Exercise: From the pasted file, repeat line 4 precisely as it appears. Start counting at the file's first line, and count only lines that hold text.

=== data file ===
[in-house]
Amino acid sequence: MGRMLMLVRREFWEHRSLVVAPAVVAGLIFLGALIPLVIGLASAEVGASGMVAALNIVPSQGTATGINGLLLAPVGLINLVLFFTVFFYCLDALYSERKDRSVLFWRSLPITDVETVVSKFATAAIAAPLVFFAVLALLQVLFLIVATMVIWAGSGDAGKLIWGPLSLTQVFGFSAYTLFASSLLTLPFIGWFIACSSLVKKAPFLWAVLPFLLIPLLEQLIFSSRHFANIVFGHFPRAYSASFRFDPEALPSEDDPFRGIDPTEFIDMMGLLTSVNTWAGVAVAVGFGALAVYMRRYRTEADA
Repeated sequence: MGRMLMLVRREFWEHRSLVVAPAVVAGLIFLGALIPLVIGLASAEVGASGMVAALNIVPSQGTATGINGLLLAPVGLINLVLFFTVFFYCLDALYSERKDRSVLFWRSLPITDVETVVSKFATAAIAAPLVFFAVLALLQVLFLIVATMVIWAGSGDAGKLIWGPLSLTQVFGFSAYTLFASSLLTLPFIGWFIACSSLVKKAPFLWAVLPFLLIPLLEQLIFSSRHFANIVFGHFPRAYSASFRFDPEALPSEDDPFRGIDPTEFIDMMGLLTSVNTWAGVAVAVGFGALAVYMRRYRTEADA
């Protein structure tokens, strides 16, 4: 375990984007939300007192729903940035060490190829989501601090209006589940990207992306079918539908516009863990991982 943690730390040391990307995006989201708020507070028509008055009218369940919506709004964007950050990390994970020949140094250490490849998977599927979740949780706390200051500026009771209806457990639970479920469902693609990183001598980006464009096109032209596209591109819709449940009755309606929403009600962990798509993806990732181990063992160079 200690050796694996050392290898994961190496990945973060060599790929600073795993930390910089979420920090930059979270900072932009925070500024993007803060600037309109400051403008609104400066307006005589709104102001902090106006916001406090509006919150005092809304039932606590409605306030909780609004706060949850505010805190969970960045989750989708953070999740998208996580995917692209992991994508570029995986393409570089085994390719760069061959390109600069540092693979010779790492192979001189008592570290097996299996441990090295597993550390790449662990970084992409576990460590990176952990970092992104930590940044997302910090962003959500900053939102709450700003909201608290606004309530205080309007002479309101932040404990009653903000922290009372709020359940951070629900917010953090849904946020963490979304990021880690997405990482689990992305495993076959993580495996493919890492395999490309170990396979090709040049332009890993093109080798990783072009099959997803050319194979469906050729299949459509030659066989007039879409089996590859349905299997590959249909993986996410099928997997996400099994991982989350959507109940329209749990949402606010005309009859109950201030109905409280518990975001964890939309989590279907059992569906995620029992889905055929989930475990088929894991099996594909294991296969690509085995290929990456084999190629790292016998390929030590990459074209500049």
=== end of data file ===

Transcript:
């Protein structure tokens, strides 16, 4: 375990984007939300007192729903940035060490190829989501601090209006589940990207992306079918539908516009863990991982 943690730390040391990307995006989201708020507070028509008055009218369940919506709004964007950050990390994970020949140094250490490849998977599927979740949780706390200051500026009771209806457990639970479920469902693609990183001598980006464009096109032209596209591109819709449940009755309606929403009600962990798509993806990732181990063992160079 200690050796694996050392290898994961190496990945973060060599790929600073795993930390910089979420920090930059979270900072932009925070500024993007803060600037309109400051403008609104400066307006005589709104102001902090106006916001406090509006919150005092809304039932606590409605306030909780609004706060949850505010805190969970960045989750989708953070999740998208996580995917692209992991994508570029995986393409570089085994390719760069061959390109600069540092693979010779790492192979001189008592570290097996299996441990090295597993550390790449662990970084992409576990460590990176952990970092992104930590940044997302910090962003959500900053939102709450700003909201608290606004309530205080309007002479309101932040404990009653903000922290009372709020359940951070629900917010953090849904946020963490979304990021880690997405990482689990992305495993076959993580495996493919890492395999490309170990396979090709040049332009890993093109080798990783072009099959997803050319194979469906050729299949459509030659066989007039879409089996590859349905299997590959249909993986996410099928997997996400099994991982989350959507109940329209749990949402606010005309009859109950201030109905409280518990975001964890939309989590279907059992569906995620029992889905055929989930475990088929894991099996594909294991296969690509085995290929990456084999190629790292016998390929030590990459074209500049």